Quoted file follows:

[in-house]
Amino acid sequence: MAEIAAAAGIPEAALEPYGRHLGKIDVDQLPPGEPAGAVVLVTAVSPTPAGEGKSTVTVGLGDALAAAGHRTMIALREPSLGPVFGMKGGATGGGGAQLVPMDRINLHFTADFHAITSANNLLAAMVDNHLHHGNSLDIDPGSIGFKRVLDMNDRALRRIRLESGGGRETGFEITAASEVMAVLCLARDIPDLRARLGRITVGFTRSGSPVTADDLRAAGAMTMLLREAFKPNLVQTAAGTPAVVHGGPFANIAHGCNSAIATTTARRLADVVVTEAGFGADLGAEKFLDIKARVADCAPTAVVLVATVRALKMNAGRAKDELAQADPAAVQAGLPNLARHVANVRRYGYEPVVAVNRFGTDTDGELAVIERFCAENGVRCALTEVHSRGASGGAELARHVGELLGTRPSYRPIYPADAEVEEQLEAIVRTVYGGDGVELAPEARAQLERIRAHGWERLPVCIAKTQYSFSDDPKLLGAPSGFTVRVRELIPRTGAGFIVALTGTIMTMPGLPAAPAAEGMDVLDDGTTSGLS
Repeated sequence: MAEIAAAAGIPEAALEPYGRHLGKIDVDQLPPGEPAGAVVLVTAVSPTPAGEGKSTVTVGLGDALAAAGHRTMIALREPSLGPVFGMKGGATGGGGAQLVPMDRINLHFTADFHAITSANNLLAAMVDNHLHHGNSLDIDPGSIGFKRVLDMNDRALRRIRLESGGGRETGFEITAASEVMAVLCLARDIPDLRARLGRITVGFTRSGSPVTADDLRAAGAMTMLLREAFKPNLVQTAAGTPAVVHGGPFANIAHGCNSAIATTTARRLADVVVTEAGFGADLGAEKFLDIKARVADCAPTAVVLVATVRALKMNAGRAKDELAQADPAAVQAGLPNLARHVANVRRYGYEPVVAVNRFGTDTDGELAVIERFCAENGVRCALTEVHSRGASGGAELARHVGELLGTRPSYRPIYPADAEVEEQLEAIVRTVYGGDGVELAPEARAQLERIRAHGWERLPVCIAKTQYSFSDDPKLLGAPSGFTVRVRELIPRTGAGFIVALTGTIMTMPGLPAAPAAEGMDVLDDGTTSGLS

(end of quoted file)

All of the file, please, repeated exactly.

[in-house]
Amino acid sequence: MAEIAAAAGIPEAALEPYGRHLGKIDVDQLPPGEPAGAVVLVTAVSPTPAGEGKSTVTVGLGDALAAAGHRTMIALREPSLGPVFGMKGGATGGGGAQLVPMDRINLHFTADFHAITSANNLLAAMVDNHLHHGNSLDIDPGSIGFKRVLDMNDRALRRIRLESGGGRETGFEITAASEVMAVLCLARDIPDLRARLGRITVGFTRSGSPVTADDLRAAGAMTMLLREAFKPNLVQTAAGTPAVVHGGPFANIAHGCNSAIATTTARRLADVVVTEAGFGADLGAEKFLDIKARVADCAPTAVVLVATVRALKMNAGRAKDELAQADPAAVQAGLPNLARHVANVRRYGYEPVVAVNRFGTDTDGELAVIERFCAENGVRCALTEVHSRGASGGAELARHVGELLGTRPSYRPIYPADAEVEEQLEAIVRTVYGGDGVELAPEARAQLERIRAHGWERLPVCIAKTQYSFSDDPKLLGAPSGFTVRVRELIPRTGAGFIVALTGTIMTMPGLPAAPAAEGMDVLDDGTTSGLS
Repeated sequence: MAEIAAAAGIPEAALEPYGRHLGKIDVDQLPPGEPAGAVVLVTAVSPTPAGEGKSTVTVGLGDALAAAGHRTMIALREPSLGPVFGMKGGATGGGGAQLVPMDRINLHFTADFHAITSANNLLAAMVDNHLHHGNSLDIDPGSIGFKRVLDMNDRALRRIRLESGGGRETGFEITAASEVMAVLCLARDIPDLRARLGRITVGFTRSGSPVTADDLRAAGAMTMLLREAFKPNLVQTAAGTPAVVHGGPFANIAHGCNSAIATTTARRLADVVVTEAGFGADLGAEKFLDIKARVADCAPTAVVLVATVRALKMNAGRAKDELAQADPAAVQAGLPNLARHVANVRRYGYEPVVAVNRFGTDTDGELAVIERFCAENGVRCALTEVHSRGASGGAELARHVGELLGTRPSYRPIYPADAEVEEQLEAIVRTVYGGDGVELAPEARAQLERIRAHGWERLPVCIAKTQYSFSDDPKLLGAPSGFTVRVRELIPRTGAGFIVALTGTIMTMPGLPAAPAAEGMDVLDDGTTSGLS